[astro-ph/0601559] Aberration of the Cosmic Microwave Background

 Authors: Scott Burles, Saul Rappaport Abstract: The motion of the solar system barycenter with respect to the cosmic microwave background (CMB) induces a very large apparent dipole component into the CMB brightness map at the 3 mK level. In this Letter we discuss another kinematic effect of our motion through the CMB: the small shift in apparent angular positions due to the aberration of light. The aberration angles are only of order beta ~0.001, but this leads to a potentially measurable compression (expansion) of the spatial scale in the hemisphere toward (away from) our motion through the CMB. In turn, this will shift the peaks in the acoustic power spectrum of the CMB by a factor of order 1 +/- beta. For current CMB missions, and even those in the foreseeable future, this effect is small, but should be taken into account. In principle, if the acoustic peak locations were not limited by sampling noise (i.e., the cosmic variance), this effect could be used to determine the cosmic contribution to the dipole term. [PDF]  [PS]  [BibTex]  [Bookmark]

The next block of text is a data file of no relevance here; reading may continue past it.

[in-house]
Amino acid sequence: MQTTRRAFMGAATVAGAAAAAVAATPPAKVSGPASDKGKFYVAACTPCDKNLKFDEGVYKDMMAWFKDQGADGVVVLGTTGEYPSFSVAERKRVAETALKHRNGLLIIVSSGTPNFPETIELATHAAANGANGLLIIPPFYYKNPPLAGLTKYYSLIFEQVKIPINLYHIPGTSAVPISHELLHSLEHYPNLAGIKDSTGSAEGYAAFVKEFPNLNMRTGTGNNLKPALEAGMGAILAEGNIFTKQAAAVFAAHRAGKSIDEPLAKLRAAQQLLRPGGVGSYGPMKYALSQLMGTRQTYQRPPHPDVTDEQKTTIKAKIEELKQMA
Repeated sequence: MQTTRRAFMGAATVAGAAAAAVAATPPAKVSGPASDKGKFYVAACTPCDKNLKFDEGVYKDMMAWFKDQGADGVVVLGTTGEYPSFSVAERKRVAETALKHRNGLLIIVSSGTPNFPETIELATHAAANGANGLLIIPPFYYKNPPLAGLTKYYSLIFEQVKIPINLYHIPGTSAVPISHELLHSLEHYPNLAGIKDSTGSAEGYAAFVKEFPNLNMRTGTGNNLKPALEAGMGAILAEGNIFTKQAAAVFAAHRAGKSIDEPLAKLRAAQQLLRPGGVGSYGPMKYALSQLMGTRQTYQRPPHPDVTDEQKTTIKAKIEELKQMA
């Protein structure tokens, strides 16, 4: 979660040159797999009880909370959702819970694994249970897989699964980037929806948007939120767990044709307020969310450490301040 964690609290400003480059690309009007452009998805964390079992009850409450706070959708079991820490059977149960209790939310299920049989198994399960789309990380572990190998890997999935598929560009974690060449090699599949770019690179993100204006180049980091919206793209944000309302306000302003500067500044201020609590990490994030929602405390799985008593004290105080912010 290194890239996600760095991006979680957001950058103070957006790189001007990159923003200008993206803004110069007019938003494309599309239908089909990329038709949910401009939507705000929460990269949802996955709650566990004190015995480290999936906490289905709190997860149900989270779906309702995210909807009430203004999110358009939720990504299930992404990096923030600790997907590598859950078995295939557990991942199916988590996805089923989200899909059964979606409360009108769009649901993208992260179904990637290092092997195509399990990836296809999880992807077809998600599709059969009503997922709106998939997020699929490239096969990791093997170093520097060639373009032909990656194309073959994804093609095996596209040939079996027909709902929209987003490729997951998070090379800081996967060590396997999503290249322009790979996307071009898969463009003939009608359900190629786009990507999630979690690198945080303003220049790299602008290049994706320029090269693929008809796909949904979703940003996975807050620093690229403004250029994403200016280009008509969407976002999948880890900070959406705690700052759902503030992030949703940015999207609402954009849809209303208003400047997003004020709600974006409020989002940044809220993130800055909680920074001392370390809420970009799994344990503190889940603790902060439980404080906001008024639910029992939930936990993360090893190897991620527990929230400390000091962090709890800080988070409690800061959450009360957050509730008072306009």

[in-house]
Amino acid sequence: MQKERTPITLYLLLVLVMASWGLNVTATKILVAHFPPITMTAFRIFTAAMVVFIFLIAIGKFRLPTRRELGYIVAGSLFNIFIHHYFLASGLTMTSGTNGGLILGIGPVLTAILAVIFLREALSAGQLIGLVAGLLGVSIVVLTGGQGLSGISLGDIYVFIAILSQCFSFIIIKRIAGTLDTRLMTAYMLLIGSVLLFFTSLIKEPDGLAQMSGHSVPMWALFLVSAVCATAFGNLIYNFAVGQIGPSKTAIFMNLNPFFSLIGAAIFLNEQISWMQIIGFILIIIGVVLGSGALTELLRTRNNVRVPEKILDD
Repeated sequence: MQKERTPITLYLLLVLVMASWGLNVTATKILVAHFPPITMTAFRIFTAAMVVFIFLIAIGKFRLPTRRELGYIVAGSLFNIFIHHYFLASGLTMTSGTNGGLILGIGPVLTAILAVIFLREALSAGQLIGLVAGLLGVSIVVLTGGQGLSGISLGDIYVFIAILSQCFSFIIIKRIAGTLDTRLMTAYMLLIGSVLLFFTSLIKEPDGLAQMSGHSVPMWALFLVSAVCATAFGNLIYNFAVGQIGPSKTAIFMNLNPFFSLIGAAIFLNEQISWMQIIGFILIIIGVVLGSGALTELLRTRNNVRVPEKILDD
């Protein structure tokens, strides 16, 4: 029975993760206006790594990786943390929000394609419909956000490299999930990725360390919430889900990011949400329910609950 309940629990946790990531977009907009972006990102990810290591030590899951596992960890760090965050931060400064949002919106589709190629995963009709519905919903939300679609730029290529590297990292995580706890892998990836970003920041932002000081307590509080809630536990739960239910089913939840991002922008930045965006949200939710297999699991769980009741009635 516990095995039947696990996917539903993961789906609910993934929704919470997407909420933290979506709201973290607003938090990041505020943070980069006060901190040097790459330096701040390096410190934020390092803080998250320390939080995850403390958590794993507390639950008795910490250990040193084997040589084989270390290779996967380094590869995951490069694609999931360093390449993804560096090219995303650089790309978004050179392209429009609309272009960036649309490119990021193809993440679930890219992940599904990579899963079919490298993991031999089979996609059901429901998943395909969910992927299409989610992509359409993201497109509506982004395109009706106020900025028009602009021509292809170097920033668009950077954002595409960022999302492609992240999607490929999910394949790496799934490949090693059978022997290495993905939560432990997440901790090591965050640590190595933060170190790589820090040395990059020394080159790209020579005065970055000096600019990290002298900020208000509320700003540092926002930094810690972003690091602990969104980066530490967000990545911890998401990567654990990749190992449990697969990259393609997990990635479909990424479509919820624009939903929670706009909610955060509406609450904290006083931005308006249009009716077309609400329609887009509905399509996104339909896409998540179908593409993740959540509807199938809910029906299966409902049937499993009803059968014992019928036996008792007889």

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Antony Lewis
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[astro-ph/0601559] Aberration of the Cosmic Microwave Backgr

This paper discusses angular aberration of the CMB (well known; see also astro-ph/0112457, a reference the authors seem to have missed). If an observer moves with respect to the CMB they see a dipole-like rotation of angles on the sky, leading to a magnification and demagnification in opposite hemispheres.